Clinical trials, i.e., medical studies conducted on people, are commonly held to be justifiable if the participants give (informed) consent and receive treatment which medical professionals expect to confer an advantage.
Given these parameters, a variety of different studies which could definitively prove the beneficial or harmful nature of certain drugs or other medical procedures are never conducted, because depriving people of medical treatments known to be useful is unethical.
Furthermore, before conducting any clinical trial, researchers first have to demonstrate the biomedical feasibility of their proposed treatment modalities.
According to a new study, however, as many as half of clinical trials might be ethically unjustifiable and scientifically useless.
One of the reasons for that is the ambiguous nature of what constitutes a scientifically viable study – there are currently no clear guidelines or widely accepted criteria for all scientists to refer to.
In order to prevent future violations of professional ethics and poorly justified use of funds allocated to medical research, the authors of the new study propose three distinct criteria:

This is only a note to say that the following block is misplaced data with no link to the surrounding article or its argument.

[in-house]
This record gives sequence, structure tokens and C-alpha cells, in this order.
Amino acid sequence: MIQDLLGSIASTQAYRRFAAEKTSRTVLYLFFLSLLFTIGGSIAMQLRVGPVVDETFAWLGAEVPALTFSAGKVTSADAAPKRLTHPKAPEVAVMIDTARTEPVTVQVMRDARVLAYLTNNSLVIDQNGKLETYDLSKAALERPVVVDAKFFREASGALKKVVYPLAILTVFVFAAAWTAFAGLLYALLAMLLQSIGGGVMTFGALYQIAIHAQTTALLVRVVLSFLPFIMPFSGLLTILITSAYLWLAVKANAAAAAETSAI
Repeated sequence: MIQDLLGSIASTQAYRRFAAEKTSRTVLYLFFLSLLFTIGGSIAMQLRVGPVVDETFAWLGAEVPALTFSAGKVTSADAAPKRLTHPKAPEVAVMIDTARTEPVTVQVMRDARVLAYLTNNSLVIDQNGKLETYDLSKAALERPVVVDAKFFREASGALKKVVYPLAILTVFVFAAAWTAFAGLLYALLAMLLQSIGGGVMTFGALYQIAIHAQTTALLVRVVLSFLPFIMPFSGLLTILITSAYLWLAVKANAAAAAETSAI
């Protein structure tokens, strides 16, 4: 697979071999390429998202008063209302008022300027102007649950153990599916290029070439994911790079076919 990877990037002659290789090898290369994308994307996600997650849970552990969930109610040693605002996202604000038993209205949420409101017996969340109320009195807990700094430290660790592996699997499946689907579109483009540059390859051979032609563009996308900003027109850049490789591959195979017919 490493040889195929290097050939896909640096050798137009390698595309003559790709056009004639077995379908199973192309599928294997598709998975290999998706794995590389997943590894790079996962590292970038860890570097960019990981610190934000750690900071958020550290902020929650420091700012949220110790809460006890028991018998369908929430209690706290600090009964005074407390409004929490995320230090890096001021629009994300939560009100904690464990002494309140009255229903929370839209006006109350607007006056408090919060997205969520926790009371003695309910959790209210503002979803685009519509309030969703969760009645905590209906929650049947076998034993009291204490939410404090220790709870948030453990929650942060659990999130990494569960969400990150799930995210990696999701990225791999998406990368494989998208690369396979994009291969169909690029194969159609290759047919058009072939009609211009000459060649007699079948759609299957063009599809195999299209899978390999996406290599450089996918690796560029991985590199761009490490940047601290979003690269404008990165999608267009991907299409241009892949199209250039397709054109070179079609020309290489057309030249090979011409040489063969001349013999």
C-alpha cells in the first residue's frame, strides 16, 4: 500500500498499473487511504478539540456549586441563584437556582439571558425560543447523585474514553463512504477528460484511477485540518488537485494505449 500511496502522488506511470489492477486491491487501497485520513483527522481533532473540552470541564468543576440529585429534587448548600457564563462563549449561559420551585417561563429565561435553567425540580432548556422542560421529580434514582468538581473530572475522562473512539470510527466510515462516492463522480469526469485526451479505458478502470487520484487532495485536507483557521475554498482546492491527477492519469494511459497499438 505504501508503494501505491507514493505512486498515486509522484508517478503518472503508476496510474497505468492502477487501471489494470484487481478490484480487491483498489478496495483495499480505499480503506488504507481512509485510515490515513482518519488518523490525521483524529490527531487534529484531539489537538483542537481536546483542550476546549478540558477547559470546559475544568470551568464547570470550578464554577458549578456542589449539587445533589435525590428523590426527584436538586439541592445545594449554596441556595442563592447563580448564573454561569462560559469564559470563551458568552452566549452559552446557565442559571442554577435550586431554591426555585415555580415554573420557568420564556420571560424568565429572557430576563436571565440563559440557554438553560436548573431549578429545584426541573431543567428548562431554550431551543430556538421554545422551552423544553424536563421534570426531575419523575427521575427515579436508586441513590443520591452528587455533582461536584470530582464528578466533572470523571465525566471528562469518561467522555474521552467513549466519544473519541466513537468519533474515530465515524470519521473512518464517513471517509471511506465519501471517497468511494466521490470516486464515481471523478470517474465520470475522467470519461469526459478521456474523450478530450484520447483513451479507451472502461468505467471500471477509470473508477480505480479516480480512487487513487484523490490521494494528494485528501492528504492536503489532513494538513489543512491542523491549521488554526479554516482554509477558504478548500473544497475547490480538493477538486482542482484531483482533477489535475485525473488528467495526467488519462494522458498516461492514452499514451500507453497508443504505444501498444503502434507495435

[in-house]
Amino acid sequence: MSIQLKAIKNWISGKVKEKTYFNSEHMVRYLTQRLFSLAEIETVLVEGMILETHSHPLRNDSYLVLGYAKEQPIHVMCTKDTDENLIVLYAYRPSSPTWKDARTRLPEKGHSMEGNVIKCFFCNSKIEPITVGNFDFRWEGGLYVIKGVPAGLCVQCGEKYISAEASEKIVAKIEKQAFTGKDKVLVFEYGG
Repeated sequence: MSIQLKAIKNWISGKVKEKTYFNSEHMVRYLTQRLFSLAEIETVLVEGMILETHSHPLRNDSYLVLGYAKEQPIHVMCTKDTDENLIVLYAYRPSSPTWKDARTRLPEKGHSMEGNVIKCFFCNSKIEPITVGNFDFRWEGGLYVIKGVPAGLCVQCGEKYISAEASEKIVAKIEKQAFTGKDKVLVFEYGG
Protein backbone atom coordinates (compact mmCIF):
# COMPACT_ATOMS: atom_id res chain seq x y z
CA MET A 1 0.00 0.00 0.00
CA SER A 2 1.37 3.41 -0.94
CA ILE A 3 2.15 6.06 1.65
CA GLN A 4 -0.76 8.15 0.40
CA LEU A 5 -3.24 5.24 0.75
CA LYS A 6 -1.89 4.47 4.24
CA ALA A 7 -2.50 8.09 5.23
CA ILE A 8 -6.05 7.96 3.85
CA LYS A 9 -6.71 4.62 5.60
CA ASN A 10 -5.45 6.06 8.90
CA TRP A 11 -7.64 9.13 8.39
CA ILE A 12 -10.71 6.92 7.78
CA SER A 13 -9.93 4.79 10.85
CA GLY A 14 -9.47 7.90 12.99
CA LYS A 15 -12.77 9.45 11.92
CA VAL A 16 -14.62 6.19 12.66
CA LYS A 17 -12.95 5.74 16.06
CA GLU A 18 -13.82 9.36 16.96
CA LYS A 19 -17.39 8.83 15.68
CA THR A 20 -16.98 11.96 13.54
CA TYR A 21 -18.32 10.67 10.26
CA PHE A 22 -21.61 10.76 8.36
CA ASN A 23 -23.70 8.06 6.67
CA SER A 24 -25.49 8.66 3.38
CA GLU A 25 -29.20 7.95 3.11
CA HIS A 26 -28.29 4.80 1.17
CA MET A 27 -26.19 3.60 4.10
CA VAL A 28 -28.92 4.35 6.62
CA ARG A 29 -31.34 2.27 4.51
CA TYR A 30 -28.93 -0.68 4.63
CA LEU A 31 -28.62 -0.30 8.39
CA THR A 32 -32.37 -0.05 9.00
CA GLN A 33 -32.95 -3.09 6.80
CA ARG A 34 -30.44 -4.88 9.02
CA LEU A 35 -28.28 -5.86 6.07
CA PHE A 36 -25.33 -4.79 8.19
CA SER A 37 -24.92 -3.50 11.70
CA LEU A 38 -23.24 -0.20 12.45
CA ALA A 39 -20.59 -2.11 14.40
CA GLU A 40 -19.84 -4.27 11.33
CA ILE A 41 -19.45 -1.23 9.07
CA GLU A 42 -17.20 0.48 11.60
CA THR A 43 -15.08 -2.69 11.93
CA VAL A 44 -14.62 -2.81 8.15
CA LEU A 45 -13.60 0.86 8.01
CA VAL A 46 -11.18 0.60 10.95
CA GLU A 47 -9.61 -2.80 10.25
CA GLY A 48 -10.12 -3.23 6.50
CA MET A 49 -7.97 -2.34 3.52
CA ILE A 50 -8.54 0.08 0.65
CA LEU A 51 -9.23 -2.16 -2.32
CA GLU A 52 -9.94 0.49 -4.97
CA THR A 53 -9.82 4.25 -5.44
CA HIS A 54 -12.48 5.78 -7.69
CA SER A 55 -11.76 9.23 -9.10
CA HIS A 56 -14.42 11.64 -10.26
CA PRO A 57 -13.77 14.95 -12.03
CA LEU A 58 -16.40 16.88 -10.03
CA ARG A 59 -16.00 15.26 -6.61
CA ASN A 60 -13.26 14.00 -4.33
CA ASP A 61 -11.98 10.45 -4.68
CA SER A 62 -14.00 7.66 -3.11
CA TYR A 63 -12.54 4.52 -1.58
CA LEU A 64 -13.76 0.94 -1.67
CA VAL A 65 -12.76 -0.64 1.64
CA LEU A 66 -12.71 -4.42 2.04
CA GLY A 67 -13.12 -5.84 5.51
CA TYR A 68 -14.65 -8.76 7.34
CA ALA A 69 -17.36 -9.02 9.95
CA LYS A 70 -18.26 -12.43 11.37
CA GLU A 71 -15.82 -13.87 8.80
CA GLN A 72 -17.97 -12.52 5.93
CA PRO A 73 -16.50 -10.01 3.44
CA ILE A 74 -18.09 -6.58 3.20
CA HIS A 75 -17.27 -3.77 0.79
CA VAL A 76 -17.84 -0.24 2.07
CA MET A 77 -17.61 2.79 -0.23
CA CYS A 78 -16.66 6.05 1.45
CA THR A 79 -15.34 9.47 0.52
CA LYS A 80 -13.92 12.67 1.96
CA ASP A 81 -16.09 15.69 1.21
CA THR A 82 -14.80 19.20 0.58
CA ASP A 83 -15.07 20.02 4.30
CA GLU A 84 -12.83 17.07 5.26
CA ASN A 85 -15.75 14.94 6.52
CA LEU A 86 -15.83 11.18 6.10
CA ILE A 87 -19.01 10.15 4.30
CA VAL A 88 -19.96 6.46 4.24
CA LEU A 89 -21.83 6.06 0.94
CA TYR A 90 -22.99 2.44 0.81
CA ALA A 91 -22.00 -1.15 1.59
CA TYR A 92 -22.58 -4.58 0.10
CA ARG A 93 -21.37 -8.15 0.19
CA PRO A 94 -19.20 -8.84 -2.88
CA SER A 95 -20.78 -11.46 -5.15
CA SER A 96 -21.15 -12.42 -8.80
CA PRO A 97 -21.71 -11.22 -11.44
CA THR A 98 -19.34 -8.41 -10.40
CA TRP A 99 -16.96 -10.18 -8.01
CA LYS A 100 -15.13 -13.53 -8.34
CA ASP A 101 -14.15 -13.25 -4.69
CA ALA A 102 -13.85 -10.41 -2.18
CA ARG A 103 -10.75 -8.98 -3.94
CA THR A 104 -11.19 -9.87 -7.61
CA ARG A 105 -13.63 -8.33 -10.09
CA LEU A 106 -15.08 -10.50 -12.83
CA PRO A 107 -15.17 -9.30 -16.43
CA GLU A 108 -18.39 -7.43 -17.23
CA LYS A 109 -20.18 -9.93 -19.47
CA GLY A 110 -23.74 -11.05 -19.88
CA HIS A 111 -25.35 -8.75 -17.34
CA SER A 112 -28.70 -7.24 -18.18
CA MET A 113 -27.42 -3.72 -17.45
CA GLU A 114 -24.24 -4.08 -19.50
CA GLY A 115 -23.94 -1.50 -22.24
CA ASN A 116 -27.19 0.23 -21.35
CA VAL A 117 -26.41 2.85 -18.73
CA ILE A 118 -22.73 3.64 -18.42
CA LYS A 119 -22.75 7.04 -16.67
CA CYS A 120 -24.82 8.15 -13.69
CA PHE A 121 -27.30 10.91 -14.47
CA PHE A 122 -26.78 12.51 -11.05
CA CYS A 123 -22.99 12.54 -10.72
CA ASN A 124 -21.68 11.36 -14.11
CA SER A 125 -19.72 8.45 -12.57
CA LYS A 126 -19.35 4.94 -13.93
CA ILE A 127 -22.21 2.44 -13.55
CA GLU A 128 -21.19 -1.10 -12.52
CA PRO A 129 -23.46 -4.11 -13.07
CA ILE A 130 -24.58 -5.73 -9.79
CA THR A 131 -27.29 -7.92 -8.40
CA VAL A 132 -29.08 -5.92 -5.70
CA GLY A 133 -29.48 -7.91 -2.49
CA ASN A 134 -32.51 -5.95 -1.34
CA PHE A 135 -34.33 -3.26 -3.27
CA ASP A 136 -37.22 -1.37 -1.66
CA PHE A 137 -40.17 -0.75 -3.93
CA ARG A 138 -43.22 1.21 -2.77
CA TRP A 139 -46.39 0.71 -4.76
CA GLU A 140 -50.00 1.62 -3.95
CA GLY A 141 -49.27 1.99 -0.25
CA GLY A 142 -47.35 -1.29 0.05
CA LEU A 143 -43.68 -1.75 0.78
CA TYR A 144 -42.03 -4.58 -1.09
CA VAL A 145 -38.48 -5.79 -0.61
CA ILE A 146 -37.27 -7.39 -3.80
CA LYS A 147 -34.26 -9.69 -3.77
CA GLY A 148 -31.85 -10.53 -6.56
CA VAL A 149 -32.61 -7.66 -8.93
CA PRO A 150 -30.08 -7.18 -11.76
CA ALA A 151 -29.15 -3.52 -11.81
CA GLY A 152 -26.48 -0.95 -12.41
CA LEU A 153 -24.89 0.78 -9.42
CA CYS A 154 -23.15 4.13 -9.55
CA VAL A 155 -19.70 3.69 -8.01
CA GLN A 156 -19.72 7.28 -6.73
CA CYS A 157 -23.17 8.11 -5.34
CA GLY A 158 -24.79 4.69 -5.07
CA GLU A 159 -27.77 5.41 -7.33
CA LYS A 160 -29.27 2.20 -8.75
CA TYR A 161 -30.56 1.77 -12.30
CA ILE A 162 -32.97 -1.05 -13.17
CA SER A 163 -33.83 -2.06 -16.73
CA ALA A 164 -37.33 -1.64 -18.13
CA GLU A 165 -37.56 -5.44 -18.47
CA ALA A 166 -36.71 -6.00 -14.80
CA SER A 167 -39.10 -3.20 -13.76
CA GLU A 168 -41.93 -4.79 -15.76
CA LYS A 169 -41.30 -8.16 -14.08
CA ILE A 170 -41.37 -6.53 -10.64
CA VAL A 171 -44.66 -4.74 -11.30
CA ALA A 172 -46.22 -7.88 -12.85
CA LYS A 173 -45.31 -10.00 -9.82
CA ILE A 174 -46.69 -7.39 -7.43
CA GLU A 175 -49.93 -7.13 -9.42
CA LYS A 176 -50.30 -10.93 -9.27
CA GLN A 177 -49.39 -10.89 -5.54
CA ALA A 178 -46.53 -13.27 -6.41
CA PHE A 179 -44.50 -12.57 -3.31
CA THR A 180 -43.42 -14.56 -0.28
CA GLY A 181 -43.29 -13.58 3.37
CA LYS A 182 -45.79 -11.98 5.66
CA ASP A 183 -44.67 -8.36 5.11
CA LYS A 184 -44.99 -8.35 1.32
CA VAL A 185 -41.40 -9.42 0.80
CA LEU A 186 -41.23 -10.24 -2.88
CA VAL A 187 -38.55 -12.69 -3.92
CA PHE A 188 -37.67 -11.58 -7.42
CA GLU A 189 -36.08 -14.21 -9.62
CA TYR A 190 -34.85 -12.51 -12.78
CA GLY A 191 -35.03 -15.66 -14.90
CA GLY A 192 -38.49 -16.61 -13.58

- Clinical trials should be driven by hypotheses and respond to specific medical needs, rather than be based on a shotgun approach where different drugs and procedures are examined without any clear explanation as to why and how they could work;
- Clinical trials should only be conducted in case of uncertainty over specific types of medical interventions – research on treatments already shown to be ineffective should therefore be disqualified;
- Before commencing a clinical trial, uncertainty about the medical treatment in question should be demonstrated by conducting a systematic review of the available literature.
In view of these criteria, only 44% of the clinical trials published in the Journal of the American Medical Association and the New England Journal of Medicine in 2015 could be properly justified in terms of ethics and scientific expediency.
Despite two apparent limitations — namely, the fact that not all researchers are good writers capable of forcefully presenting their case, and the existence of promising treatments without enough data to conduct a meta-analysis — the adoption of these criteria could help to both save money and avoid unethical practices.